• There’s some room to quibble over what is an island in the Great Lakes. Wolfe Island is at the mouth of the St. Lawrence River as it enters Lake Ontario. Walpole Island is formed by the delta of the Saint Clair River, and in any case isn’t on one of the five Great Lakes proper. I erred on the side of inclusion.
  • Despite that inclusive stance, I did not include Copper Island, which owes its island-ness to a canal.
  • I love the three stages of waterline perception on the Classic version. From far enough away, it looks like a simple stroke around the islands. As you get closer, it looks like a shadow, instead. And closer still, you can see the parallel waterlines.
  • I started out with a very minimal design concept in my mind, then quickly started loading it up with unnecessary stuff. “Hey, what if I add towns, roads, parks, rivers, etc.?” Then I slowly, and thankfully, started dropping each of these elements, sometimes because it seemed like a big hassle, and sometimes because colleagues urged me to keep it simple and clean. Which was the entire point, as I had forgotten.
  • Lake Erie does have islands, but the largest, Pelee, was just a bit too small to make the cut. Perhaps I’ll someday do a “Part 2” poster, featuring the next group of islands in the size sequence.
  • I used Adobe Caslon for the Classy version because I knew it had great swashes.
  • I used Mostra Nuova for the Urban version because I paid too much for those fonts to not use them in every single project.
  • I used CanVec 250k data for Canada, and for the US I used TIGER/Line data that I simplified to match the Canada data.
  • Fun/annoying fact: I could not easily obtain land polygons, so I used waterbody polygons instead, then inverted everything to get land shapes.

As per usual, I’m putting these up on Zazzle, in case you are in the extremely small group of people who want to pay money for something like this (if you’re curious, I usually get zero sales from these projects, but I’m not really in it for the money so it doesn’t much matter). Or you can just go grab a PDF above and print one out yourself.

The Power of Appearances

The other day I managed to pull off a fairly complicated Illustrator effect that I was rather proud of, and I wanted to share it today with all of you and talk about how I did it. While you may not ever want to reproduce this exact effect, hopefully it will give you an idea of the power and flexibility of a couple of my favorite parts of Illustrator: appearance attributes and knockouts. I talked about these two particular things in a recent post, and so if you’d like a little background, head on over there first. Here, I’ll be working from the assumption that you’re familiar with these concepts.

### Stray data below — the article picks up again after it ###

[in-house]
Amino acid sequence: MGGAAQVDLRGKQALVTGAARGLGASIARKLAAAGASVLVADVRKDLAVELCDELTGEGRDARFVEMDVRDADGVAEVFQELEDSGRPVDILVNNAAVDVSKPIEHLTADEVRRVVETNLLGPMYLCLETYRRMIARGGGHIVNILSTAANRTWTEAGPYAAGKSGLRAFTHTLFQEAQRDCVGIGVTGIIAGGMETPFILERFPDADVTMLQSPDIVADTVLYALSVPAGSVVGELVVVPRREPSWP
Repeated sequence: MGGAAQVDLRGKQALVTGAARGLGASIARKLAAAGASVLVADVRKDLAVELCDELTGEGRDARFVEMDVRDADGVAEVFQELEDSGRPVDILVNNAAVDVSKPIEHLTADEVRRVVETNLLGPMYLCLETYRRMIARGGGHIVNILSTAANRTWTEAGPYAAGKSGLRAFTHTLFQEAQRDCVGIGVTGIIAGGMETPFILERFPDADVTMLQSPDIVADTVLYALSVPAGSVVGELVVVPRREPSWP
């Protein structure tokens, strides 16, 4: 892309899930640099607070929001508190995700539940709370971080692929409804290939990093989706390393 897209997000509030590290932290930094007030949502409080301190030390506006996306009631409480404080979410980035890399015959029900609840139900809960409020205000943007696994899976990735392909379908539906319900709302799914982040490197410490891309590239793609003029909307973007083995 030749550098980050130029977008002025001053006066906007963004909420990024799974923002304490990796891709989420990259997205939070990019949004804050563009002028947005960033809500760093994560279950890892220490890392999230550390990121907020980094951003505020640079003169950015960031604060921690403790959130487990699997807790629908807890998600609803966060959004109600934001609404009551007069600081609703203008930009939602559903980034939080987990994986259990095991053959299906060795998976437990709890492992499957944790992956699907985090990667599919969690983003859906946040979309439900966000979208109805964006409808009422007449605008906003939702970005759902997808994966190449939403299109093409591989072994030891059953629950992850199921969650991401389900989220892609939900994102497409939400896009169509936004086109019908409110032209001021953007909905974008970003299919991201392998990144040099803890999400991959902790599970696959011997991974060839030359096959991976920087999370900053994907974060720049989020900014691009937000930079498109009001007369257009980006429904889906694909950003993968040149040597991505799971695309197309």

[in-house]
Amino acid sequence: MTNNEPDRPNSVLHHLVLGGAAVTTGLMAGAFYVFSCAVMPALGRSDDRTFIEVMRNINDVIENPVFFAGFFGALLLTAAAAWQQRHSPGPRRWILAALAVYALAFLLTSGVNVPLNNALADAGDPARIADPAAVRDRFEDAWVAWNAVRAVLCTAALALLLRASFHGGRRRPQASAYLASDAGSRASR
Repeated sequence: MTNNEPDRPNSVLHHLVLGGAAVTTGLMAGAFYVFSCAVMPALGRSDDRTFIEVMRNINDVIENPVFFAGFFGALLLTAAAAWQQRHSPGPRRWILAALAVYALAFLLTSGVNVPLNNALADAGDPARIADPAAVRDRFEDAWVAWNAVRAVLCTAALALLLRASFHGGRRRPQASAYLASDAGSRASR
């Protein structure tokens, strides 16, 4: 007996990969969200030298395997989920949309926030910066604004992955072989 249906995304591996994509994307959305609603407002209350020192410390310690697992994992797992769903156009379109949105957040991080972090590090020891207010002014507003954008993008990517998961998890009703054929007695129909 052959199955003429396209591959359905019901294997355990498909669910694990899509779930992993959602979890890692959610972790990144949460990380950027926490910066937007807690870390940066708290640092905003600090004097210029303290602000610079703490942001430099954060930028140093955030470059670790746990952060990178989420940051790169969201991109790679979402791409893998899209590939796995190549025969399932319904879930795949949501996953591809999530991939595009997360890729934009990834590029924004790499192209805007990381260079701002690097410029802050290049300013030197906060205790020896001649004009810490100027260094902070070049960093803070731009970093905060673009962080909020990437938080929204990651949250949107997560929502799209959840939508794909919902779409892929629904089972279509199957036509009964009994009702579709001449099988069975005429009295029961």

Quick Background

I have been working on a series of ecological maps for a client, and one of the things they show is the range of various species: either their total annual range, or their range for a given season.


The client then asked me to develop a way to show both at once, where the seasonal range edge overlaps the total range edge. So, this is what I came up with, and what I’ll break down here.



Let’s start with a blue dashed stroke. It my case, it’s 16pt, with 10pt dashes and 5p gaps. And I’ve set the dashes to align to corners and ends so that they look a little tidier.


I really only need an inside stroke here, rather than ones that goes on both sides of my path. But, you for some reason can’t do an inside stroke in Illustrator if you’re also using the “align dashes” setting. And I do want to keep the dashes aligned, because they tend to look a little nicer and more even in my opinion.

So, to work around that, I will add another stroke on top (9pt), this time solid and outside.


Then I’ll set it to 0% opacity, and turn on Knockout Group for the whole object appearance. So, now the outside portion of our dashed line is gone. If any of this is unfamiliar, I would again recommend reading this post, which will give you a hopefully-adequate sense of how appearance attributes and the Knockout Group setting work.


So, now I’ve got the blue portion of the stroke finished. Let’s add the grey portion on the outside. I’ll add another stroke, this one grey, 4pt, and with the same dash pattern.


Only the portion that’s inside the path shows up. The outer portion gets knocked out by that outside stroke we set up, above.

Here's what it looks like with the outside stroke turned off.

Here’s what it looks like with the outside stroke turned off.

Now, I want a little gap between the two strokes. Let’s start by creating a new, 0.5pt stroke. Color doesn’t matter, but I’ll make mine red to stand out.


Now, I use the Offset Path effect to shift this thing inward by 1.75pt.


And then I set it to 0% opacity. Since we’ve got Knockout Group on, it knocks out the stuff underneath, leaving a 0.5pt gap between our grey and blue strokes.


For the final portion, I want to make these dashes fade away as they get toward the center of the shape. I like the softness of the look, and to me it also imparts the idea of “the species stays on this side of the line,” which is important when the shape is large enough that the reader might not always be able to see the whole thing at once.

I start by adding a fill on top of everything, and offsetting it inward (2pt in this case). This means the fill doesn’t start until just after the gap. Right now it’s covering the blue stroke.


Next I apply a 4pt feather to the fill to cause it to fade at the edges. Make sure to add this feather after (below, in the order of appearance layers) the Offset Path effect.

And then I set the fill to 0% opacity. Because of the Knockout Group setting, the blue stroke fades out as the invisible fill fades in.


And that’s the effect! Here it is in use on an actual map: